Eighty-five percent of Colombians support the ‘total peace’ law pushed through by Colombian President Gustavo Petro, which allows the Colombian government to promote peace talks with armed groups in order to negotiate with them and try to demobilize them, according to a poll by pollster Cifras y Conceptos.
Specifically, the sectors that most support the measure are those declared as leftist (97.2 percent support) and centrist (85.9 percent). However, the measure is also approved among those who declare themselves right-wing, although to a lesser extent (57.4 percent).
Thus, a large part of Colombians express their support for the negotiated path and peace over other strategies to put an end to armed groups and violence in the country. This has been a constant in the surveys of the last years, according to the Fundación Ideas para la Paz.
Asked whether security conditions will improve with the proposed negotiations between the Colombian government and the guerrillas, 26 percent of Colombians believe that they will improve «a lot», while a large 44 percent consider themselves neutral. Another 27 percent believe that security conditions will not improve at all.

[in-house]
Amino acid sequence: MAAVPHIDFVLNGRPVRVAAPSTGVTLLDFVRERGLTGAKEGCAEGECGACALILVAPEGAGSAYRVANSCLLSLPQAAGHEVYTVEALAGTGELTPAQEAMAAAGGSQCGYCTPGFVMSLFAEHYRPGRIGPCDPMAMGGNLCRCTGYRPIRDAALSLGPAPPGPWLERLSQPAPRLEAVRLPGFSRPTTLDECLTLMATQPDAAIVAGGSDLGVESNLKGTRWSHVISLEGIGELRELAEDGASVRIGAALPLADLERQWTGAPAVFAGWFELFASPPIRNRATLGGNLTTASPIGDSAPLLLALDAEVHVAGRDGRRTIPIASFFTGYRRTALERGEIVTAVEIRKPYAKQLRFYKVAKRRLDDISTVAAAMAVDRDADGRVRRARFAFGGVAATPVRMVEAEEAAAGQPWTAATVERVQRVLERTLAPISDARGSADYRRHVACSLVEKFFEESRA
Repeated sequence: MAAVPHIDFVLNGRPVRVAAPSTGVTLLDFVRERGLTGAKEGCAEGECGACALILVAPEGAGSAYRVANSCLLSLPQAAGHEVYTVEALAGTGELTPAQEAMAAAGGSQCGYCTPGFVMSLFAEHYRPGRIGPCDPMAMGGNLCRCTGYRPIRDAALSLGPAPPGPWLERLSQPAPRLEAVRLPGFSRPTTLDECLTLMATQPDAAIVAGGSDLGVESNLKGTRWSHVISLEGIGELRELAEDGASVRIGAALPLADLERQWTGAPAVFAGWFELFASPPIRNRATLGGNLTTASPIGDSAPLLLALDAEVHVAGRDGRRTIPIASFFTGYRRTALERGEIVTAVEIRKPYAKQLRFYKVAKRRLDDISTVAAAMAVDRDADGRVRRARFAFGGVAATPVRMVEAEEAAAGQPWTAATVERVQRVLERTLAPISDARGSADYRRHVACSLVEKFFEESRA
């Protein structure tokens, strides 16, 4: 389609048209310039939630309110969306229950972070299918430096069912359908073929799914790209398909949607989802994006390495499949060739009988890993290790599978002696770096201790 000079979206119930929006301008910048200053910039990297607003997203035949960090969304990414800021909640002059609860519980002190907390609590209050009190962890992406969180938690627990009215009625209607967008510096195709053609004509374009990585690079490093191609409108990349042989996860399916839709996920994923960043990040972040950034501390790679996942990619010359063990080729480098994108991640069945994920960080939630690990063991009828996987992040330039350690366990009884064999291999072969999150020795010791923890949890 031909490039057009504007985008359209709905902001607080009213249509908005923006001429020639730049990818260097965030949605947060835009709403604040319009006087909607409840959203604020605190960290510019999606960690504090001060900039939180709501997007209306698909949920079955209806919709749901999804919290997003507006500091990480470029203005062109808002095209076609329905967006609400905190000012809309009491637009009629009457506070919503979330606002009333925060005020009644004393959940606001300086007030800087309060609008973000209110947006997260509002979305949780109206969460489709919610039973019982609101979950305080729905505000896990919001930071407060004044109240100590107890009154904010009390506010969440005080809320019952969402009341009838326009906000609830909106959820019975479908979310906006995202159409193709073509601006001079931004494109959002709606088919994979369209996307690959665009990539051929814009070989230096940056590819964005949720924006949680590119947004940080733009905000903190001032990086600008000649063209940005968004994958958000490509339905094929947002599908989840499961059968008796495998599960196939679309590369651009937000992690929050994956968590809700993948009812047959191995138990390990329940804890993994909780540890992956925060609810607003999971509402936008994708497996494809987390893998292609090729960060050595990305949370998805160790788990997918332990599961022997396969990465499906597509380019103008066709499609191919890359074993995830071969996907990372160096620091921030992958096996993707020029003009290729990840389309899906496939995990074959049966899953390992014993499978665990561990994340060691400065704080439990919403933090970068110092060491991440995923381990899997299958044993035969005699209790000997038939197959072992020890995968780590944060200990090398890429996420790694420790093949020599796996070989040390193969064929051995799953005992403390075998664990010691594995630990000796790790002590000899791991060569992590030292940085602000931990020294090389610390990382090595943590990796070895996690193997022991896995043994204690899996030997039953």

Regarding whether the living conditions of the community will improve with the negotiations, Colombian citizens are somewhat more optimistic: 29 percent strongly believe they will, 43 percent consider themselves neutral, and 25 percent say they will not.
Meanwhile, Colombians have preferences on which armed groups should be dialogued with and which should be brought to justice, according to the survey.
Fifty-nine percent of citizens advocate dialogue with the National Liberation Army (ELN), compared to 34 percent who prefer to take them to court. As for the dissidents of the Revolutionary Armed Forces of Colombia (FARC), 43 percent prefer dialogue versus 49 percent who want the legal route.
With the Clan del Golfo, 37 percent of Colombians prefer dialogue, compared to 55 percent who would like legal proceedings.
In this sense, 47 percent of those polled were against pardoning the young men who make up the front line of the guerrillas, compared to 45 percent who would grant them a pardon.
Colombia’s President, Gustavo Petro, proposed during his presidential campaign to implement a «total peace» that would promote the beginning of peace dialogues with armed and political organizations and end «the bloodbath» to which the country has been subjected for more than 50 years.
After its approval in Congress and the Senate, the Colombian Executive initiated last Monday in Caracas the peace talks with the guerrilla of the National Liberation Army (ELN). In a joint communiqué, both parties stated their willingness to «build peace based on democracy with justice».